Microbiomes from every environment contain a myriad of uncultivated archaeal and bacterial viruses, but studying these viruses is hampered by the lack of a universal, scalable taxonomic framework. We present vConTACT v.2.0, a network-based application utilizing whole genome gene-sharing profiles for virus taxonomy that integrates distance-based hierarchical clustering and confidence scores for all taxonomic predictions. We report near-identical (96%) replication of existing genus-level viral taxonomy assignments from the International Committee on Taxonomy of Viruses for National Center for Biotechnology Information virus RefSeq. Application of vConTACT v.2.0 to 1,364 previously unclassified viruses deposited in virus RefSeq as reference genomes produced automatic, high-confidence genus assignments for 820 of the 1,364. We applied vConTACT v.2.0 to analyze 15,280 Global Ocean Virome genome fragments and were able to provide taxonomic assignments for 31% of these data, which shows that our algorithm is scalable to very large metagenomic datasets. Our taxonomy tool can be automated and applied to metagenomes from any environment for virus classification.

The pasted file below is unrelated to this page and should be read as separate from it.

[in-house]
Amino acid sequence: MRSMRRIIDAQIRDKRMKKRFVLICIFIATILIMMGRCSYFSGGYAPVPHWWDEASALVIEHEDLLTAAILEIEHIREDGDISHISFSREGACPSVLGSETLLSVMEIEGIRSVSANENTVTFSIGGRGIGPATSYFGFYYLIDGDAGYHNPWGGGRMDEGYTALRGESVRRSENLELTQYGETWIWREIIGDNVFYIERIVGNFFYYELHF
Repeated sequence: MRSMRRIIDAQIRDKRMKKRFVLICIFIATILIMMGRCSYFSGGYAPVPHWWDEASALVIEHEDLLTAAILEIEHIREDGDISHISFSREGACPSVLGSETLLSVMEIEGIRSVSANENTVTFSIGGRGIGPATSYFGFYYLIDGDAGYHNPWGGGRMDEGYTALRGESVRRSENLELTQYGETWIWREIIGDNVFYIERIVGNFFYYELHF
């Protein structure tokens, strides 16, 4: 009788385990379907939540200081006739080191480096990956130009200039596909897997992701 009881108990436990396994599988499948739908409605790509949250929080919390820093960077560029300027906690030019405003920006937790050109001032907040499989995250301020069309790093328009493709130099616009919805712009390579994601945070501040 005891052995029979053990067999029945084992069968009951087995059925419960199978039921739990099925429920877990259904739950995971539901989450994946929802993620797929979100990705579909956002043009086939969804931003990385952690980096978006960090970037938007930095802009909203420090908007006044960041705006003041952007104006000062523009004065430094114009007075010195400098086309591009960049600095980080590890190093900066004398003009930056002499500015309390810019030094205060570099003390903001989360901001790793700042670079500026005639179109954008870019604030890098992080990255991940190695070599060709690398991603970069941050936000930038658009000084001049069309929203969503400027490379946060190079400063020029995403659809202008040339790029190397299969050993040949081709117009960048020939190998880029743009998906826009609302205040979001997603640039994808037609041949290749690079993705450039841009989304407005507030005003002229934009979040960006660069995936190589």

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Data availability

The set of reference genomes used to evaluate vConTACT was retrieved from https://www.ncbi.nlm.nih.gov/genome/viruses/. The GOV contigs were retrieved from the publicly available CyVerse data commons repository, accessible at http://datacommons.cyverse.org/browse/iplant/home/shared/iVirus/GOV. The utility of vConTACT v.2.0 depends upon its expert evaluation and community availability39.

Code availability

The utility of vConTACT v.2.0 depends upon its expert evaluation and community availability. The tool is available through Bitbucket (https://bitbucket.org/MAVERICLab/vcontact2) as a downloadable Python package and usable as an app through iVirus39, the viral ecology apps and data resource embedded in the CyVerse Cyberinfrastructure, with detailed usage protocols available through Protocol Exchange (https://www.nature.com/protocolexchange/) and protocols.io (https://www.protocols.io/). Finally, the curated reference network is available at each of these sites and will be updated approximately bi-yearly as complete genomes become available and resources exist to support this effort.

Additional information

Publisher’s note: Springer Nature remains neutral with regard to jurisdictional claims in published maps and institutional affiliations.